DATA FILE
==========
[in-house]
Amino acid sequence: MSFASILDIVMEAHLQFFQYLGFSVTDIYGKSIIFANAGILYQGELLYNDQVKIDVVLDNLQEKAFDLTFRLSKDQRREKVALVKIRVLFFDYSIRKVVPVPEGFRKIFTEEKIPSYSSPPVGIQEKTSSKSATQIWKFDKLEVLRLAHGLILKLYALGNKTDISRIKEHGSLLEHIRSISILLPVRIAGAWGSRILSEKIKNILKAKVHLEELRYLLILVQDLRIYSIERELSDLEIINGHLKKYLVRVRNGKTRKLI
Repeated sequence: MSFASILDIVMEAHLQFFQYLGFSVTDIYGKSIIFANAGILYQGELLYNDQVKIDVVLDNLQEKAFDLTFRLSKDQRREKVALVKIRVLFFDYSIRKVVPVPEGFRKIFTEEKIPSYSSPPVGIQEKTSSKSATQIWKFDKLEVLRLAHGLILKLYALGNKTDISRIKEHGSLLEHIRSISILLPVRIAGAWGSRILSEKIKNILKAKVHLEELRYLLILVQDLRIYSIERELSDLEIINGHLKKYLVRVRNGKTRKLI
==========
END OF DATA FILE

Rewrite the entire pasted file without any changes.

[in-house]
Amino acid sequence: MSFASILDIVMEAHLQFFQYLGFSVTDIYGKSIIFANAGILYQGELLYNDQVKIDVVLDNLQEKAFDLTFRLSKDQRREKVALVKIRVLFFDYSIRKVVPVPEGFRKIFTEEKIPSYSSPPVGIQEKTSSKSATQIWKFDKLEVLRLAHGLILKLYALGNKTDISRIKEHGSLLEHIRSISILLPVRIAGAWGSRILSEKIKNILKAKVHLEELRYLLILVQDLRIYSIERELSDLEIINGHLKKYLVRVRNGKTRKLI
Repeated sequence: MSFASILDIVMEAHLQFFQYLGFSVTDIYGKSIIFANAGILYQGELLYNDQVKIDVVLDNLQEKAFDLTFRLSKDQRREKVALVKIRVLFFDYSIRKVVPVPEGFRKIFTEEKIPSYSSPPVGIQEKTSSKSATQIWKFDKLEVLRLAHGLILKLYALGNKTDISRIKEHGSLLEHIRSISILLPVRIAGAWGSRILSEKIKNILKAKVHLEELRYLLILVQDLRIYSIERELSDLEIINGHLKKYLVRVRNGKTRKLI